Friday, December 10, 2010


No Such Thing as Kosher Yoga

We write off and on about “kosher” yoga, and with Reb Gutman Locks as a true expert on Hinduism have insights others lack.  Having put out about 30 articles about yoga, occasionally we get a little frustrated.  Please forgive us if this response is a little rougher than usual.

A friend wrote: I have been advocating your position on Yoga in a discussion with (authority). But he brought up an interesting way to be matir it for people when done in a way completely divorced from any religious intent:

"Rishonim explicitly discuss chuqas hagoyim and darkhei haEmori in the context of medicine. The Ran (Chullin 77b) allows. The Rambam allows in the Yad (Shabbos 19:13) but in the Moreh mentions that it's assur. The Rashba has a teshuvah noting this setirah (1:413). Rashi (Shabbos 67b) only permits if the refu'ah makes medical sense (as opposed to the gemara's case of wearing a fox tooth).

So it would seem that a practice that comes from Avoda Zara but was divorced from its roots and has logical medical reasons to work is permissible lekhol hadei'os."

Have you looked into this?

We've frequently been asked about stretching exercises and so forth.  To this I have three answers:

1. Indeed an exercise is just an exercise.  So if one wants to stretch, go ahead and stretch.  Similarly bowing is just bowing and can even be an exercise and therapeutic.  But it indeed has many negative associations and a high likelihood that anything involving it has a problem.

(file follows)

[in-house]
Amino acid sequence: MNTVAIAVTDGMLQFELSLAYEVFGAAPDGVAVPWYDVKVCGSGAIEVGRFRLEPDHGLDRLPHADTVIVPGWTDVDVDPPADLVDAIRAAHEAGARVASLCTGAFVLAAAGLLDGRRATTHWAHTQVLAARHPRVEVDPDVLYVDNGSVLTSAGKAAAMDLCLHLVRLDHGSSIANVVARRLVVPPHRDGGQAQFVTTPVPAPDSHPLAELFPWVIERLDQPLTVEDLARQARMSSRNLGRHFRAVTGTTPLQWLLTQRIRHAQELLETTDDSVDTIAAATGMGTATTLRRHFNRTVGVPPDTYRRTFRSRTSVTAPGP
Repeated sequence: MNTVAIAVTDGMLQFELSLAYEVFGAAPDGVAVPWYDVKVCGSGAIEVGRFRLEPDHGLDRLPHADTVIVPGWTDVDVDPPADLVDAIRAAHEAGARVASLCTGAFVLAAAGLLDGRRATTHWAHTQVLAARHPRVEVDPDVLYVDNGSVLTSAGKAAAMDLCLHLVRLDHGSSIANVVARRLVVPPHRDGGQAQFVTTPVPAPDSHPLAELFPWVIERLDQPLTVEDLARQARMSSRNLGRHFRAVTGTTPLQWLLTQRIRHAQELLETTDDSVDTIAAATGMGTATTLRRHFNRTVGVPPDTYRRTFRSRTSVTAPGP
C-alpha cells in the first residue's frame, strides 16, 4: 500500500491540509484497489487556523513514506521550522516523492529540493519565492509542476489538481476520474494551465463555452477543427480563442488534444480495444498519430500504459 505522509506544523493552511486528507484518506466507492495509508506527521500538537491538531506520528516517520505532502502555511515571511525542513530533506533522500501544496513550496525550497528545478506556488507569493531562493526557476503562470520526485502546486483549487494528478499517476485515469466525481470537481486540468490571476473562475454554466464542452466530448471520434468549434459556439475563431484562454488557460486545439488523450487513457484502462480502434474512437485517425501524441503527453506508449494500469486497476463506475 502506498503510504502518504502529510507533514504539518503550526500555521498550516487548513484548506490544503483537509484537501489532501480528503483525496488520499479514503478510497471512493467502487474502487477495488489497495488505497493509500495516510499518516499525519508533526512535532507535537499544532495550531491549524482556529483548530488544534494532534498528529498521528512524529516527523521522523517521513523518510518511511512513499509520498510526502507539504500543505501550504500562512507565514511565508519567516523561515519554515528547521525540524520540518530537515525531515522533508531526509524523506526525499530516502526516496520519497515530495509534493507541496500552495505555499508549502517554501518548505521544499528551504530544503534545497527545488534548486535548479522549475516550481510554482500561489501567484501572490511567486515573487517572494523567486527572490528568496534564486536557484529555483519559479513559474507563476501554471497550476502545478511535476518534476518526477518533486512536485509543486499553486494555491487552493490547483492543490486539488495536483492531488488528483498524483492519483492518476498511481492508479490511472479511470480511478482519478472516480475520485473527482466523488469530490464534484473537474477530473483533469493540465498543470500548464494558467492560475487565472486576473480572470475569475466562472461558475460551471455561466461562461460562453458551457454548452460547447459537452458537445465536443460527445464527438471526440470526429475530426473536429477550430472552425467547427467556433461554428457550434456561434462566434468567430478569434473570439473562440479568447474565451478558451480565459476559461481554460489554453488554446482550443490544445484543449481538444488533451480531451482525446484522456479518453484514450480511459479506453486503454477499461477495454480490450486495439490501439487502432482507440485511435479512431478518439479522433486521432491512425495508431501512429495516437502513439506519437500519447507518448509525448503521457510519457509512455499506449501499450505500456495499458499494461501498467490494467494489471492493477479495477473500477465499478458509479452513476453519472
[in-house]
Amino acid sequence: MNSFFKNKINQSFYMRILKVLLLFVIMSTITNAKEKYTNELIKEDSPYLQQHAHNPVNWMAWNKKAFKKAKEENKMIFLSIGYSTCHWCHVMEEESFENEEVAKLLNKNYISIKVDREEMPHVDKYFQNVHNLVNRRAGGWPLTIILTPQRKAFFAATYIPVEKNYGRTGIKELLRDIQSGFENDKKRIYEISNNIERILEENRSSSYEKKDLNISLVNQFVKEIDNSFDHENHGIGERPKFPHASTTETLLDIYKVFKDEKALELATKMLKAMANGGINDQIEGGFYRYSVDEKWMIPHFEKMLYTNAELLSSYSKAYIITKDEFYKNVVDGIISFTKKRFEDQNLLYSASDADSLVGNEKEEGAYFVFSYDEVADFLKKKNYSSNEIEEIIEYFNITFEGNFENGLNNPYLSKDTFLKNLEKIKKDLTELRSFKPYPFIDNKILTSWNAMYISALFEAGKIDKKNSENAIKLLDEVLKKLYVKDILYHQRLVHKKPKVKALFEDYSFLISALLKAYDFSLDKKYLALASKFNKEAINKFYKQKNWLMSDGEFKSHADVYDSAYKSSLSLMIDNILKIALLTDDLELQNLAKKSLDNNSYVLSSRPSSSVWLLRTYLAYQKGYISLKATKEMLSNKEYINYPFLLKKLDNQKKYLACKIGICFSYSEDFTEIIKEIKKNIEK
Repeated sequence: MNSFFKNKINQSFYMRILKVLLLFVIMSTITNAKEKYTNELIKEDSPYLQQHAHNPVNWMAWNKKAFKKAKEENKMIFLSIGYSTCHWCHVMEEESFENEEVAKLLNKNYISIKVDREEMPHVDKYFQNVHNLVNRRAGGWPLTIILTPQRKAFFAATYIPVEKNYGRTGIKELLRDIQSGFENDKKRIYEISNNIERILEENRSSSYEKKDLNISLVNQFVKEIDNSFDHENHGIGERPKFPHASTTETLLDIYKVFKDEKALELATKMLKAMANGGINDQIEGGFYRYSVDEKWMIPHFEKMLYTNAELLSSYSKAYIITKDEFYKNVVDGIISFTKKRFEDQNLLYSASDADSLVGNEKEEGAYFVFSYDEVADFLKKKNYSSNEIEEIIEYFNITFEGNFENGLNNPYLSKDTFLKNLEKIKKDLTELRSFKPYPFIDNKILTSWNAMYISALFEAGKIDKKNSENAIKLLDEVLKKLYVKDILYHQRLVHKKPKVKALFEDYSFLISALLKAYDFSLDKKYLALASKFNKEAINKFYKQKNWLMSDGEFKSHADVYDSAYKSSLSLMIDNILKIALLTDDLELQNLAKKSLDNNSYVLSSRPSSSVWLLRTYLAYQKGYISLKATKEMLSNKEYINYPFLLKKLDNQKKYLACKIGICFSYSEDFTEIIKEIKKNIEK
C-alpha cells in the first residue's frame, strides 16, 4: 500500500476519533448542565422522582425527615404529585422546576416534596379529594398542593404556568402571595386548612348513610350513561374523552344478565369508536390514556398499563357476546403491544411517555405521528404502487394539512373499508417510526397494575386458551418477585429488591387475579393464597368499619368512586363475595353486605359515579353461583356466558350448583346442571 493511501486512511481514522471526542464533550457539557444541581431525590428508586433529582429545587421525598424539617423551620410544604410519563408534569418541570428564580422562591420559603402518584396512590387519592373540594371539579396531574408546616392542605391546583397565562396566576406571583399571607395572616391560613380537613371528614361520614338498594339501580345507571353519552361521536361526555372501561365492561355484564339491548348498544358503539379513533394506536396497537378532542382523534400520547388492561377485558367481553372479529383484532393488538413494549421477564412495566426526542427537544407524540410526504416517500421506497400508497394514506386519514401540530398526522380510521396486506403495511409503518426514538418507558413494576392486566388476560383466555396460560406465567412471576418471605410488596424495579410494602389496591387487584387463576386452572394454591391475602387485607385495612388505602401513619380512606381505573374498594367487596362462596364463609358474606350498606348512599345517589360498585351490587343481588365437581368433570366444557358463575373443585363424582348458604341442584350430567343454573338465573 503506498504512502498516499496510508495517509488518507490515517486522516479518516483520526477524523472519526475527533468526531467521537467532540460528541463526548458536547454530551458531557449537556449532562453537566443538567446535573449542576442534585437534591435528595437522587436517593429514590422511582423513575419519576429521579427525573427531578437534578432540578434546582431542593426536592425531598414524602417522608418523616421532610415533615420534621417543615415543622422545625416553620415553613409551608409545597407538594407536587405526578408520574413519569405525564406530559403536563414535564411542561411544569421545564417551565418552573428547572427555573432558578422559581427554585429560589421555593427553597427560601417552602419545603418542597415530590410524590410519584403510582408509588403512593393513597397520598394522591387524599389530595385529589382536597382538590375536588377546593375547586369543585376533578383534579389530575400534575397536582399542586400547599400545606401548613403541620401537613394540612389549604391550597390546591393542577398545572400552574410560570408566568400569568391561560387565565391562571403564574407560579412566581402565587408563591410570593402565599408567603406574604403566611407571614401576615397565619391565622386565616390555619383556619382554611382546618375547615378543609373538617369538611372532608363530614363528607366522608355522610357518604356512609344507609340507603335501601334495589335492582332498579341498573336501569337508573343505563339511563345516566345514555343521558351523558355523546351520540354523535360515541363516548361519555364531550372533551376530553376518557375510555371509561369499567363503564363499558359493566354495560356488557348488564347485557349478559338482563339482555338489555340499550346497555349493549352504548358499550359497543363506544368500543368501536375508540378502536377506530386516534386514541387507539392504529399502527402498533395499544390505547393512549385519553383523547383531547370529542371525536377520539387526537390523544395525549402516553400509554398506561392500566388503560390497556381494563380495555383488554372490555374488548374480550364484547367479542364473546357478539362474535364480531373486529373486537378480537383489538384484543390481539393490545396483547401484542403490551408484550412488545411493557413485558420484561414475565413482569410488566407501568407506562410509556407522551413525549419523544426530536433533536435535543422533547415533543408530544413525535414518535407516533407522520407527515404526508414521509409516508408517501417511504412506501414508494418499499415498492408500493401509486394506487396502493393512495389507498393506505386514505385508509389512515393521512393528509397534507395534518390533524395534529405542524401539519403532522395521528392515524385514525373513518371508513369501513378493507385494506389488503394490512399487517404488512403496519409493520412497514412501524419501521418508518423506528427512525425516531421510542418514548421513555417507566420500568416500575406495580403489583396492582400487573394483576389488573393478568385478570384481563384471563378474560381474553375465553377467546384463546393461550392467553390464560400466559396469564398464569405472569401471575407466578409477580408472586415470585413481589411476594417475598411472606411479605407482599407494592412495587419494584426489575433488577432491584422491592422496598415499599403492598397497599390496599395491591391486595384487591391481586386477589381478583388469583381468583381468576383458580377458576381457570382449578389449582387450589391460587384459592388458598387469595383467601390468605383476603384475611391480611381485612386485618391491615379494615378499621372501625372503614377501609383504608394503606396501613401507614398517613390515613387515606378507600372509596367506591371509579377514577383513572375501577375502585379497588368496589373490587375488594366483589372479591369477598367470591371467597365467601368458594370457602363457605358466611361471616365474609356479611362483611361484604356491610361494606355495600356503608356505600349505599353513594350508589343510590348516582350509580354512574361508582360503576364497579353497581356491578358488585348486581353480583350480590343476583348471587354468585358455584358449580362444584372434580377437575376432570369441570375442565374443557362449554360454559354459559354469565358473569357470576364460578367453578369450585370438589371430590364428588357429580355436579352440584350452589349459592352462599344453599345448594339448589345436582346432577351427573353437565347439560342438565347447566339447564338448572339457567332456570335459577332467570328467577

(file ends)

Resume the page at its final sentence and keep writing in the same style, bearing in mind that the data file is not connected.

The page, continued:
2. If one is going to attempt to take a practice of mamash avodah zarah (a true practice of a religion of idolatry) and extract the pure physical aspects from the avodah zarah (idolatry) aspects, one better be a true expert in both avodah zarah/tahara (idolatry and purity) and in the practice.  For it takes an expert to separate what's permitted from what's not and what can be a problem...and all of those involved in taking yoga practices and declaring them kashered (made kosher) have been practitioners of yoga, not rabbonim, dayonim (judges), or poskim (halachic decisions for the generation).  While we can reasonably trust a baal teshuvah who was previously non-kosher chef or baal teshuvah who was previously a non-kosher musician to adjust their old practices to a kosher scenario...a baal teshuvah practitioner of mamash avodah zarah (literally a true practitioner of idol worship)???

3. Yoga, the word itself has immediate associations and provides a reference point to research the traditional practice which involves avoda zarah.  Why don't people selling it say "Kosher Health Stretch"?  No, it's Kabbalah Yoga, Kosher Yoga, Yoga for Kids taught by people trained by yogis, gurus, and (literally) cult leaders.  Example "it was publicized that a U.S. Chabad house had a session of women’s "YogaDance" with a "yoga teacher, personal trainer, lifeforce yoga practitioner for anxiety and depression and Kripalu Certified YogaDance instructor"."